Don't wait for the last night of "The Last Night of Ballyhoo"
It is the eve of World War II. The excesses of Adolph Hitler are not yet real for Americans still isolationist and anti-war. Jewish communities have a better idea of Hitler’s significant impact, yet the Jews of the American South are isolated further and concerned primarily with their own struggle regarding restrictions in society. In “The Last Night of Ballyhoo” a family of Jews in Atlanta is less worried about Hitler’s threat to Poland and Polish Jews than they are concerned with the Ballyhoo cotillion, rivaling any Southern extravaganza. And everyone is Atlanta seems consumed with the premiere of “Gone With the Wind” opening with Hollywood fanfare in December, 1939.
In the home of Adolph Freitag, his sister Boo Levy is concerned with being sure her daughter secures an appropriate date for Ballyhoo. Daughter Lala seems most connected to her newest façade based on Scarlett O’Hara. Also living in the home in the upscale section of Atlanta, is Reba Freitag, the widow of Adolph and Boo’s elder brother Simon, founder of the Dixieland Bedding Company Adolph now runs, Expected home soon is her daughter, Sunny, who is returning from Wellesley for the Christmas Holiday. They are Jewish, but quite disconnected from the horrors Hitler is wreaking on Europe. The family is mainly occupied with maintaining position in the predominately Protestant upper crust Southern society.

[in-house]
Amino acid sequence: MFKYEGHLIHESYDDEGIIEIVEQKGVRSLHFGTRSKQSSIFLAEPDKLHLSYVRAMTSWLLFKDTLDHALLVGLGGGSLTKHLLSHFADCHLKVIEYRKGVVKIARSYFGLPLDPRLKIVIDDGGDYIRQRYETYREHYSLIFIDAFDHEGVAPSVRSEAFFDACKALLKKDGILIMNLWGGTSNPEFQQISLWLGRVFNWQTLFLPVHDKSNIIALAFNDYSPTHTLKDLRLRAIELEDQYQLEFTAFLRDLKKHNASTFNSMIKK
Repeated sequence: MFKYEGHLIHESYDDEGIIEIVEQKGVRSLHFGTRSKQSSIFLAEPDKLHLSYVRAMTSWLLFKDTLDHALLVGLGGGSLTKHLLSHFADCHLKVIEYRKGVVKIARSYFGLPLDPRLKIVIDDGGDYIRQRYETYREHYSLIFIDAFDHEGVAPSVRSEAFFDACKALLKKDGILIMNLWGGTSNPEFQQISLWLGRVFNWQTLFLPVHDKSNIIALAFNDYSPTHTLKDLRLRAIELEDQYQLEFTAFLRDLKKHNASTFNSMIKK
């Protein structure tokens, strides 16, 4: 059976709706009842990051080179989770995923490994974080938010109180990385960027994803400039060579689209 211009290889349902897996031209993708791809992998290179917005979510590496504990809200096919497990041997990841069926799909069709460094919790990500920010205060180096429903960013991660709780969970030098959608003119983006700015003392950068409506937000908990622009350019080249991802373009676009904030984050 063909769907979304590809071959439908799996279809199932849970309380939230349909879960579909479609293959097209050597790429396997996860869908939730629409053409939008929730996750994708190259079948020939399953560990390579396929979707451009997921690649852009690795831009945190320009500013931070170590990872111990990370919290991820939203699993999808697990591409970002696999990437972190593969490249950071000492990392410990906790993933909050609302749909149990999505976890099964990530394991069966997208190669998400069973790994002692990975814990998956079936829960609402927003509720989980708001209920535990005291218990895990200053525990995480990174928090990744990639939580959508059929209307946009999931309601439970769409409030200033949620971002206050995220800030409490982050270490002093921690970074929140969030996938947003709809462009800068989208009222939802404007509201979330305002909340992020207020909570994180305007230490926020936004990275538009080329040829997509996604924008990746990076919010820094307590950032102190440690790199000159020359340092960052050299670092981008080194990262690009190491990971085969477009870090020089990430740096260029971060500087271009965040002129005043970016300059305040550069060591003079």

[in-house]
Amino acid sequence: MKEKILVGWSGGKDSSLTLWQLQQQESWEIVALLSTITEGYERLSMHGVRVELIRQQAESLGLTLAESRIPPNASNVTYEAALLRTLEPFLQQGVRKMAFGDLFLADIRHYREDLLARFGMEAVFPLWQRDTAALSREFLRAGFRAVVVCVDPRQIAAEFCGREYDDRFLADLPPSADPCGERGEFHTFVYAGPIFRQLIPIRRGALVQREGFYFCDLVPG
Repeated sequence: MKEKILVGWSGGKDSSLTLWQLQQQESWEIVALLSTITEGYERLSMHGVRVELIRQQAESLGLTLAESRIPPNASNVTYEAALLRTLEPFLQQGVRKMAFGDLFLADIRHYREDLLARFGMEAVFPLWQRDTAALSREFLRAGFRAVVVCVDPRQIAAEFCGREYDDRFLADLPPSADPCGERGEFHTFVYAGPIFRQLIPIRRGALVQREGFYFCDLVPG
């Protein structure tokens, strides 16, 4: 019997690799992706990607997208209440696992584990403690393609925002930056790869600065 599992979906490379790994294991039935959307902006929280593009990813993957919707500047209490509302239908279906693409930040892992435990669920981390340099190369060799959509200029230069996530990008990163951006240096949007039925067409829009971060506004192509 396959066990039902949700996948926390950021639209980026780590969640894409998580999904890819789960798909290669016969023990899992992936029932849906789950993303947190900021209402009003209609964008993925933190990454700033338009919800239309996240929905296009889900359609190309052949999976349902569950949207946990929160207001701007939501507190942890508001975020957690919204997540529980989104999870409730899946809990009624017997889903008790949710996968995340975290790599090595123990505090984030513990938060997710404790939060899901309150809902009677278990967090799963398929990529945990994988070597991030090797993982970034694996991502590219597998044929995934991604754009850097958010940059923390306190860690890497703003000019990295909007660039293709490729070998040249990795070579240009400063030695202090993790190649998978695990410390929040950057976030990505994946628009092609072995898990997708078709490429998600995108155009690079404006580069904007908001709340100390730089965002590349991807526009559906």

Adolph has a glimmer of what is happening and favorite niece Sunny is capable of such a glimmer but is primarily concentrating on her education. Adolph has hired a young assistant, Joe Farkas from Brooklyn, New York. Joe is flabbergasted as he discovers this family is so completely unconnected to their Jewish heritage and unaware of their own prejudice.
Alfred Uhry, author of “Driving Miss Daisy” has created an excellent commentary on the Southern complacency of this Jewish family. The audience is aware that the perspective must change and the Jewish soul will be awakened in horror, but first the connection must be established. The character of Joe Farkas is the catalyst. Using humor and sensitivity, Uhry’s wake-up call to the community must be directed with complete historical accuracy regarding the attitudes of the time. Director, Matthew Gray utilizes the expertise of Dramaturge Anna Holloway as well as a superb cast to realize the author’s intent.
Donald Jordan is cast in the role of Adolph Freitag. His sensitive portrayal of a bachelor saddled with a widowed sister-in-law and a widowed sister along with their daughters is outstandingly real. Jordan provides Adolph’s character with perfect understanding of Jewish traditions without the origins. His southern gentleman is the façade for the genuine Jewish gentleman.
His sister Boo is hysterically and beautifully played by Jeanie Cooper. Her absorption with the family place in society is typically southern belle, and her impulse to rise above her Jewish heritage is quite comical. Daughter Lala is secretly shy, awkward and a dreamer. Every late-blooming wall-flower will identify whole-heartedly with the performance of Augusta Abene in this painful and familiar role.
The role of Reba Freitag, the widow of Adolph’s elder brother Simon, is expertly portrayed by Wendy Welch. Welch portrays a wise and loving typical Jewish mother under a flutteringly flattering southern exterior. It is no wonder that she is beloved of daughter Sunny, played by Meghan Wagner. Wagner shows a young woman exploring her world through education with grace and ease and yet reveals her character’s confusion as she realizes that she has discounted her own important heritage.
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